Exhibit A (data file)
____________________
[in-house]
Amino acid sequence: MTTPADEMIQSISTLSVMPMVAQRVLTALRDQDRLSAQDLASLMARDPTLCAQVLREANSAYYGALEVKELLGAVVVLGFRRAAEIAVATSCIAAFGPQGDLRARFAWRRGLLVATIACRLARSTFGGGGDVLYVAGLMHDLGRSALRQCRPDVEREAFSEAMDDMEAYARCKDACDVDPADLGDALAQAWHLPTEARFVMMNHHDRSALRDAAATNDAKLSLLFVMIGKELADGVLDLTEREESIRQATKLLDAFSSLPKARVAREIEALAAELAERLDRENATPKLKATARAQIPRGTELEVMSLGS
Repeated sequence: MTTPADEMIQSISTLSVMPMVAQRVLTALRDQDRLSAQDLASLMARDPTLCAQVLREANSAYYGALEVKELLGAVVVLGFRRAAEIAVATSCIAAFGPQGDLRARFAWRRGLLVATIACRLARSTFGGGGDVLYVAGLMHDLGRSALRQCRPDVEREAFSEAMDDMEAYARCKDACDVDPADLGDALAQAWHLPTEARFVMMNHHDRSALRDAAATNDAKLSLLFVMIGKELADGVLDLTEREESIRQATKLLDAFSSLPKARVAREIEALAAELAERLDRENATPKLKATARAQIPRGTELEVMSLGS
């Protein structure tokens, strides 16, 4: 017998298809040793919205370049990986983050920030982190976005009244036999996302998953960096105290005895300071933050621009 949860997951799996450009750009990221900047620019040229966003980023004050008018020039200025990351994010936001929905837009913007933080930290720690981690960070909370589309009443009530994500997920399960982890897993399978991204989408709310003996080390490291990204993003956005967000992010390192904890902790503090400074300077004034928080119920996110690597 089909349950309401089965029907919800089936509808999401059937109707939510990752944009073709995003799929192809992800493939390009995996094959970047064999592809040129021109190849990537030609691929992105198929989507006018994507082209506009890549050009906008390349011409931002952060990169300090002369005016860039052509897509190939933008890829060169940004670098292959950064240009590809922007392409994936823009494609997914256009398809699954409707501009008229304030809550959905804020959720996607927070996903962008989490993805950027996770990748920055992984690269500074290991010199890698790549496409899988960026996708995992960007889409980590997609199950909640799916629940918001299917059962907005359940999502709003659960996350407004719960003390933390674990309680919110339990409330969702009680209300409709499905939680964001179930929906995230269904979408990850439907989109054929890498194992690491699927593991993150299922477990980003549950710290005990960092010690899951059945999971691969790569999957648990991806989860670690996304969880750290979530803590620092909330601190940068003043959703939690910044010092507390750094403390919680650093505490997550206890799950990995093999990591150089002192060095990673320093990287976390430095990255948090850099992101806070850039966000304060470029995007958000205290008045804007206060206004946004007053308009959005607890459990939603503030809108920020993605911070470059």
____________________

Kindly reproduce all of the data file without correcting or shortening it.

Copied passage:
[in-house]
Amino acid sequence: MTTPADEMIQSISTLSVMPMVAQRVLTALRDQDRLSAQDLASLMARDPTLCAQVLREANSAYYGALEVKELLGAVVVLGFRRAAEIAVATSCIAAFGPQGDLRARFAWRRGLLVATIACRLARSTFGGGGDVLYVAGLMHDLGRSALRQCRPDVEREAFSEAMDDMEAYARCKDACDVDPADLGDALAQAWHLPTEARFVMMNHHDRSALRDAAATNDAKLSLLFVMIGKELADGVLDLTEREESIRQATKLLDAFSSLPKARVAREIEALAAELAERLDRENATPKLKATARAQIPRGTELEVMSLGS
Repeated sequence: MTTPADEMIQSISTLSVMPMVAQRVLTALRDQDRLSAQDLASLMARDPTLCAQVLREANSAYYGALEVKELLGAVVVLGFRRAAEIAVATSCIAAFGPQGDLRARFAWRRGLLVATIACRLARSTFGGGGDVLYVAGLMHDLGRSALRQCRPDVEREAFSEAMDDMEAYARCKDACDVDPADLGDALAQAWHLPTEARFVMMNHHDRSALRDAAATNDAKLSLLFVMIGKELADGVLDLTEREESIRQATKLLDAFSSLPKARVAREIEALAAELAERLDRENATPKLKATARAQIPRGTELEVMSLGS
């Protein structure tokens, strides 16, 4: 017998298809040793919205370049990986983050920030982190976005009244036999996302998953960096105290005895300071933050621009 949860997951799996450009750009990221900047620019040229966003980023004050008018020039200025990351994010936001929905837009913007933080930290720690981690960070909370589309009443009530994500997920399960982890897993399978991204989408709310003996080390490291990204993003956005967000992010390192904890902790503090400074300077004034928080119920996110690597 089909349950309401089965029907919800089936509808999401059937109707939510990752944009073709995003799929192809992800493939390009995996094959970047064999592809040129021109190849990537030609691929992105198929989507006018994507082209506009890549050009906008390349011409931002952060990169300090002369005016860039052509897509190939933008890829060169940004670098292959950064240009590809922007392409994936823009494609997914256009398809699954409707501009008229304030809550959905804020959720996607927070996903962008989490993805950027996770990748920055992984690269500074290991010199890698790549496409899988960026996708995992960007889409980590997609199950909640799916629940918001299917059962907005359940999502709003659960996350407004719960003390933390674990309680919110339990409330969702009680209300409709499905939680964001179930929906995230269904979408990850439907989109054929890498194992690491699927593991993150299922477990980003549950710290005990960092010690899951059945999971691969790569999957648990991806989860670690996304969880750290979530803590620092909330601190940068003043959703939690910044010092507390750094403390919680650093505490997550206890799950990995093999990591150089002192060095990673320093990287976390430095990255948090850099992101806070850039966000304060470029995007958000205290008045804007206060206004946004007053308009959005607890459990939603503030809108920020993605911070470059």